Thanks to the publisher for a digital advance reader's copy, provided via Edelweiss.

Wednesday, January 16, 2013

Review: Non-fiction

A few quick reviews of some recent juvenile non-fiction; which I feel is easier to review in a group instead of individually.

Stay: The True Story of 10 Dogs
By Michaela Muntean, photographs by K.C. Bailey and Steven Kazmierski
Published 2012 by Scholastic
Well, this one came across our new book cart and it's awfully hard for me to resist a book about dogs (especially considering how much I'd like to have one). This tells the story of Luciano Anastasini, a man who lives for the circus. After he has an accident and can no longer perform, he adopts a number of unwanted dogs. Working with them all individually, Anastasini sees performer potential in each and decides to create a new act with the dogs. He continues to adopt unwanted dogs and incorporates them into the act whenever he can. The photos are really vibrant and the story is told simply but not too simply. This will really appeal to kids who love animals. I think this also is great for showcasing that each dog has its own special abilities and, instead of writing them off like other people have done, Anastasini takes the time to get to know each one and incorporate that ability into the act.

Alex the Parrot: No Ordinary Bird: A True Story
By Stephanie Spinner, illustrated by Meilo So
Published 2012 by Knopf Books for Young Readers
Anyone who knows me might be a bit surprised that I bothered to pick up this title. I am not a big fan of birds. However, I'm not opposed to them as long as they keep a distance - so reading a book about them is pretty much okay. The story of Alex intrigued me, even though I quickly realized that I didn't even know the whole story. Apparently, before Irene Pepperberg and Alex, most scientists believed that, because of the size of their brains, birds were not worth studying. Pepperberg believed this view to be incorrect and, by studying Alex, proved that birds were much more intelligent than previously believed. This book has great kid appeal and will be very popular with young non-fiction readers.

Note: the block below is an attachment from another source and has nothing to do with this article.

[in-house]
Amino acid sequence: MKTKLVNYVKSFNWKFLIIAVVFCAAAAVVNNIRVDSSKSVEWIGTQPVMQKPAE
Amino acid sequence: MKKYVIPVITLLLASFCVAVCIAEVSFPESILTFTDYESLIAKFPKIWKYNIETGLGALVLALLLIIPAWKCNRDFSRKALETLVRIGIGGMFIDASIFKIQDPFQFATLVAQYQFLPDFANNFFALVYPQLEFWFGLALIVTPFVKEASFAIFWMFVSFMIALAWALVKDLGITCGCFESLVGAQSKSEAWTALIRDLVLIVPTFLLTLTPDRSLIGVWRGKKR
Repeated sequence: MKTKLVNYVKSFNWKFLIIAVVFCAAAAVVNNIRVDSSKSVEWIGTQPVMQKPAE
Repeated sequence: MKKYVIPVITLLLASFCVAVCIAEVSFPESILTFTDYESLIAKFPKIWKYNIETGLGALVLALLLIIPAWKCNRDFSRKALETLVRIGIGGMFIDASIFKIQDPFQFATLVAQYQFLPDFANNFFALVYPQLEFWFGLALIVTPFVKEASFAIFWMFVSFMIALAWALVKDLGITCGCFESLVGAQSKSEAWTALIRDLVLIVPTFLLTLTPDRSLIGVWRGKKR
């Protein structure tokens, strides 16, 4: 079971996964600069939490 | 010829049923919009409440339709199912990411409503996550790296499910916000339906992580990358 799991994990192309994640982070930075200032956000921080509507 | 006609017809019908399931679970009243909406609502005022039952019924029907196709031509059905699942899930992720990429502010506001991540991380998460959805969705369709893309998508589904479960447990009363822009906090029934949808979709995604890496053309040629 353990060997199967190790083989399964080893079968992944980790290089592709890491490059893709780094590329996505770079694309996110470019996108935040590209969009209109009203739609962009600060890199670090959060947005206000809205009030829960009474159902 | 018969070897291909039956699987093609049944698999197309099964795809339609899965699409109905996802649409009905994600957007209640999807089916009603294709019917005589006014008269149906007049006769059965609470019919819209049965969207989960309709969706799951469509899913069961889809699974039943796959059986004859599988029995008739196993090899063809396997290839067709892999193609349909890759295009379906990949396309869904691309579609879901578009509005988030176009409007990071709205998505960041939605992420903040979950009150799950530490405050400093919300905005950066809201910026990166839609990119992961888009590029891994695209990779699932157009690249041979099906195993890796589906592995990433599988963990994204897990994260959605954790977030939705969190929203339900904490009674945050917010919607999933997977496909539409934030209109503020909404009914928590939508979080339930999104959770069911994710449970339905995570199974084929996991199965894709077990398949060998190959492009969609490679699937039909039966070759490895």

Seed by Seed: The Legend and Legacy of John "Appleseed" Chapman
By Esme Raji Codell, illustrated by Lynne Rae Perkins
Published 2012 by Greenwillow Books
There is no shortage of biographies on Johnny Appleseed, particularly of the picture book variety. However, Codell and Perkins have taken a distinct approach with this biography and have given readers a wonderful new portrait of John Chapman. As I've stated many times before, I love picture book biographies because the information is presented concisely, usually in the most interesting way possible, and I always learn something I hadn't known before. In this case, Codell highlights Chapman's life through the five tenets he tried to live by: use what you have, share what you have, respect nature, try to make peace where there is war, and you can reach your destination by taking small steps. All of this adds up to a great message for kids that is encouraging without being overwhelmingly preachy. The illustrations highlight the folksy, Americana nature of the legend surrounding Chapman and work beautifully with his story. I learned a lot of things I didn't know and loved hearing how likely it is that all apples we eat today are descended from the seeds Chapman planted. Really excellent biography.

Monday, January 14, 2013

Review: Guy Langman, Crime Scene Procrastinator

Guy Langman, Crime Scene Procrastinator
By Josh Berk, read by Jim Meskimen
Published 2012 by Listening Library

Guy doesn't really have any interests. Well, besides breasts, but he can't really pursue that one. However, when his friend Anoop convinces him to join the forensics club as a way to meet girls, Guy figures he'll give it a try. Maybe then he WILL be able to pursue his main interest. But when a real dead body shows up, Guy and company must take their forensics skills to the next level and figure out what happened.